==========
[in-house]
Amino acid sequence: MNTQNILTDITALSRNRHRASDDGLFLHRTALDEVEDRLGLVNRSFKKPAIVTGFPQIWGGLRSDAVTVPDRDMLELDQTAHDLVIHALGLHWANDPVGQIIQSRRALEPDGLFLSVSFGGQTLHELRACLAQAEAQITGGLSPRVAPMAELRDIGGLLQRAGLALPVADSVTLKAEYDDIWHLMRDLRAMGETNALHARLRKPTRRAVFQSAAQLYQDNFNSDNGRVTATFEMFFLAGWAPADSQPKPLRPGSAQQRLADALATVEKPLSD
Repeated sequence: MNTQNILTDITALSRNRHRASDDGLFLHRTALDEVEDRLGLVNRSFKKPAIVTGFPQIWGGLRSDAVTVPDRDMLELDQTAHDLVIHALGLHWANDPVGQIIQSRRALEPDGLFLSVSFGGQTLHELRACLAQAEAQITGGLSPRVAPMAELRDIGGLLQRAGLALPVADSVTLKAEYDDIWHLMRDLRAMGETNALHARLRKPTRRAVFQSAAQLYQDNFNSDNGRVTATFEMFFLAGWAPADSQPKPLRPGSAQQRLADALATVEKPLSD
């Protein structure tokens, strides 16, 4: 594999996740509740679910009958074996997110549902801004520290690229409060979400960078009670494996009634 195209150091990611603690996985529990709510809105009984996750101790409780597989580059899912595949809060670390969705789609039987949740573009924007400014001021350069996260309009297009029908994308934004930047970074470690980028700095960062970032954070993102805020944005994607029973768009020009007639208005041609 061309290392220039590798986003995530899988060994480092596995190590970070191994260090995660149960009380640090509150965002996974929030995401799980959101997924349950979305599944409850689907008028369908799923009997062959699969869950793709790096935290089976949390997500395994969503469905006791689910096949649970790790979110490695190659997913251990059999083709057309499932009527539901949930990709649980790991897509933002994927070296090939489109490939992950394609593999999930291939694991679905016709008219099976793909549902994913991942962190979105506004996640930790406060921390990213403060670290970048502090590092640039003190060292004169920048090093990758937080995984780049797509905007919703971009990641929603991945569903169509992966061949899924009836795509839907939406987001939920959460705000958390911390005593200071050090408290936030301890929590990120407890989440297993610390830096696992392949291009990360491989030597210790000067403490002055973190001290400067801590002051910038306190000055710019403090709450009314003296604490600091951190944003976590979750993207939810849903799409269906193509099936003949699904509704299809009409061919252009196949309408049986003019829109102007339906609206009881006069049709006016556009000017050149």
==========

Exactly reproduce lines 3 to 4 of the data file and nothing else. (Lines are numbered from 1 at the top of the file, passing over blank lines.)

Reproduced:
Repeated sequence: MNTQNILTDITALSRNRHRASDDGLFLHRTALDEVEDRLGLVNRSFKKPAIVTGFPQIWGGLRSDAVTVPDRDMLELDQTAHDLVIHALGLHWANDPVGQIIQSRRALEPDGLFLSVSFGGQTLHELRACLAQAEAQITGGLSPRVAPMAELRDIGGLLQRAGLALPVADSVTLKAEYDDIWHLMRDLRAMGETNALHARLRKPTRRAVFQSAAQLYQDNFNSDNGRVTATFEMFFLAGWAPADSQPKPLRPGSAQQRLADALATVEKPLSD
């Protein structure tokens, strides 16, 4: 594999996740509740679910009958074996997110549902801004520290690229409060979400960078009670494996009634 195209150091990611603690996985529990709510809105009984996750101790409780597989580059899912595949809060670390969705789609039987949740573009924007400014001021350069996260309009297009029908994308934004930047970074470690980028700095960062970032954070993102805020944005994607029973768009020009007639208005041609 061309290392220039590798986003995530899988060994480092596995190590970070191994260090995660149960009380640090509150965002996974929030995401799980959101997924349950979305599944409850689907008028369908799923009997062959699969869950793709790096935290089976949390997500395994969503469905006791689910096949649970790790979110490695190659997913251990059999083709057309499932009527539901949930990709649980790991897509933002994927070296090939489109490939992950394609593999999930291939694991679905016709008219099976793909549902994913991942962190979105506004996640930790406060921390990213403060670290970048502090590092640039003190060292004169920048090093990758937080995984780049797509905007919703971009990641929603991945569903169509992966061949899924009836795509839907939406987001939920959460705000958390911390005593200071050090408290936030301890929590990120407890989440297993610390830096696992392949291009990360491989030597210790000067403490002055973190001290400067801590002051910038306190000055710019403090709450009314003296604490600091951190944003976590979750993207939810849903799409269906193509099936003949699904509704299809009409061919252009196949309408049986003019829109102007339906609206009881006069049709006016556009000017050149």